“Bitcoin is an environmental disaster,” said Judith Enck, the former regional administrator for the Environmental Protection Agency, who pointed to the recent reopening of a once-closed fossil fuel plant in the Finger Lakes region, for the purpose of Bitcoin mining. “Entire countries have stopped the practice, and I think Mayor Adams sends a very negative environmental message when embracing Bitcoin.”
There are other cryptocurrencies that use much less energy, said Yvonne Taylor, co-founder of Seneca Lake Guardian, a group that works to protect the health of the Finger Lakes. The mayor’s embrace of the industry could attract more firms to New York as countries such as China ban or severely restrict cryptocurrencies.
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Police Commissioner: Keechant Sewell. The Nassau County chief of detectives becomes New York City’s first female police commissioner, taking over the nation’s largest police force amid a crisis of trust in American policing and a troubling rise in violence.
Commissioner of Correction Department: Louis Molina. The former N.Y.P.D. officer, who was the chief of the Las Vegas public safety department, is tasked with leading the city’s embattled Correction Department and restoring order at the troubled Rikers Island jail complex.
Chief Counsel: Brendan McGuire. After a stint as a partner in a law firm’s white-collar practice, the former federal prosecutor returns to the public sector to advise the mayor on legal matters involving City Hall, the executive staff and administrative matters.
“We can be a leader on both climate and crypto,” Ms. Taylor said. “We are in a climate emergency. New York City could be underwater if we don’t do something.”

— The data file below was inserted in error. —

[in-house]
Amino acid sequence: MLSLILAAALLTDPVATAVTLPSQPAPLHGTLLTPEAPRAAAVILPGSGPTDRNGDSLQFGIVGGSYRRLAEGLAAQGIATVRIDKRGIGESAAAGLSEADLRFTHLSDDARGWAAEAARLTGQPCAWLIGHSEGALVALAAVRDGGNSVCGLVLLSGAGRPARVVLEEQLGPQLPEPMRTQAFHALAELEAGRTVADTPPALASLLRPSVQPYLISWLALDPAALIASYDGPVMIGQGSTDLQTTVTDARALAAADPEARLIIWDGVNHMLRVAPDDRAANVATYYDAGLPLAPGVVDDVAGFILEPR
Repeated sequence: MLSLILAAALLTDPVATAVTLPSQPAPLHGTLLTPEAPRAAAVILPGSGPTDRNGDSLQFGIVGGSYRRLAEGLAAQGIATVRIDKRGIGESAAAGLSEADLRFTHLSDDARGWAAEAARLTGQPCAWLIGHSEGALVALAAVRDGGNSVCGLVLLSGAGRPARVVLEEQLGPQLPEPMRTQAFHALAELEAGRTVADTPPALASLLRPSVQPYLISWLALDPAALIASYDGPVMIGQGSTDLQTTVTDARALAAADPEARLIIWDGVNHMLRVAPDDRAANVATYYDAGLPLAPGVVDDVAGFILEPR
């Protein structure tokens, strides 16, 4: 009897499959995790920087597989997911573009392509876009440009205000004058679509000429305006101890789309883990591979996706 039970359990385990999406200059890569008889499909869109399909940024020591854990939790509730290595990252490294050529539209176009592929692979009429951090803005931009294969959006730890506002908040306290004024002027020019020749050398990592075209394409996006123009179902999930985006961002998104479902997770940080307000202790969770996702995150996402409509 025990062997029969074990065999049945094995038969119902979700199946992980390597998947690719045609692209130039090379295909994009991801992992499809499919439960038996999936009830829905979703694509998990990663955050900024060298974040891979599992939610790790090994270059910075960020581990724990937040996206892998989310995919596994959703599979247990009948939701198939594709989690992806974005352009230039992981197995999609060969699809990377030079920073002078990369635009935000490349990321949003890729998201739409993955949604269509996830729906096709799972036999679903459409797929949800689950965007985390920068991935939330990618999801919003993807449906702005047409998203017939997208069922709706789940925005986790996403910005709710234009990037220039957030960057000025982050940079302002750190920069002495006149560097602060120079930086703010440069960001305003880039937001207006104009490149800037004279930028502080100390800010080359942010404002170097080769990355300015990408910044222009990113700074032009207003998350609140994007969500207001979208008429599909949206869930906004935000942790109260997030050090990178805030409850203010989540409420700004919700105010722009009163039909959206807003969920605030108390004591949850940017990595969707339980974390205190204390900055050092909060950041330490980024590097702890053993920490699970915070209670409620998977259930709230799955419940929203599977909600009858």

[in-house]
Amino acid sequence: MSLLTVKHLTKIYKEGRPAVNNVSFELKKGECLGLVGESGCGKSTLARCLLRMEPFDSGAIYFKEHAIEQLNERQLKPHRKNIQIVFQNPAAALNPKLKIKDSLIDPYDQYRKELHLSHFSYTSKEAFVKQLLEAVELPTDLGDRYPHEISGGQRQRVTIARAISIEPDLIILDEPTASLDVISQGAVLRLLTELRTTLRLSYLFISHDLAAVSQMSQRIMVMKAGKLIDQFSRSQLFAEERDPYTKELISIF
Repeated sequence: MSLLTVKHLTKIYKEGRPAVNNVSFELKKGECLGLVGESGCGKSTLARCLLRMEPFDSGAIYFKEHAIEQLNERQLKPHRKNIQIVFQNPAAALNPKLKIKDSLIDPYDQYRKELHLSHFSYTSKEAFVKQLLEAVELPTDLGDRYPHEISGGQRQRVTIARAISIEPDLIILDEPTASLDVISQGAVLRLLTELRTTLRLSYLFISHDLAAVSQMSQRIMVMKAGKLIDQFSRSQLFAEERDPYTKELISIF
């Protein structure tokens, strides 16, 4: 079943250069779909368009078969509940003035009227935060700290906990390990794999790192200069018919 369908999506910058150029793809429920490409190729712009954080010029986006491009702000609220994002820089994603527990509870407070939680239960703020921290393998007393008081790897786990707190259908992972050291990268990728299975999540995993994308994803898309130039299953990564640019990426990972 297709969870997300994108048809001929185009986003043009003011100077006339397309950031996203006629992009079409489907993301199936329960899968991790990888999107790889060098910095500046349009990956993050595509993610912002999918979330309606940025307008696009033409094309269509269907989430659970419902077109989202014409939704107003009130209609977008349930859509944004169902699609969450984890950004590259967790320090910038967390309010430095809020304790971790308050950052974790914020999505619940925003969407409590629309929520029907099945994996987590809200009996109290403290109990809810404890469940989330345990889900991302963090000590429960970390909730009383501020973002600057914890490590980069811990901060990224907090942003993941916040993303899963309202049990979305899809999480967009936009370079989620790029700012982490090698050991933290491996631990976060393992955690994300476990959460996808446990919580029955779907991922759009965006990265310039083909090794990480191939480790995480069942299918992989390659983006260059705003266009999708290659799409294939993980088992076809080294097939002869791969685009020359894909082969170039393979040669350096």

Mr. Adams argues that cryptocurrency could give New York City a chance of becoming a base of operations for the industry. At the same time, cryptocurrency investors are aware that, in the face of potential regulation, they need allies — and Mr. Adams, as well as the mayor of Miami, Francis Suarez, has met that need.
Mr. Suarez spent much of last year proselytizing to his residents, as the city has become a hub for businesses dealing in digital currency. Last month, he was crowned by CoinDesk, a cryptocurrency news website, as one of the most influential people in the blockchain world.
“We want to be on the next wave of innovation,” Mr. Suarez told The New York Times in March. In early November, he said that he would take a paycheck in Bitcoin, narrowly preceding Mr. Adams’s pledge to do so. Mr. Adams countered, on Twitter, that he would take his “first THREE paychecks in Bitcoin.” His salary as New York mayor is $258,750.
Some law enforcement authorities have expressed skepticism about virtual currency. In March, the New York State attorney general, Letitia James, issued a warning to investors, urging “extreme caution” when investing in cryptocurrencies, and reminding business entities who dealt in digital currency to register with the state to avoid potential criminal or civil liability.
There is also a political aspect to Mr. Adams’s embrace of cryptocurrency. Democrats whose policies are to the left of Mr. Adams have called for tougher regulation of the industry.
“The people who have been the toughest on the industry are the stars of the progressive movement, so to have someone who is the self-declared new face of the Democratic Party say, ‘This is something I am excited about’ sends a strong message,” said Eric Soufer, head of the crypto and fintech practice at Tusk Strategies. “At this moment in the industry’s life cycle, those messages are really important.”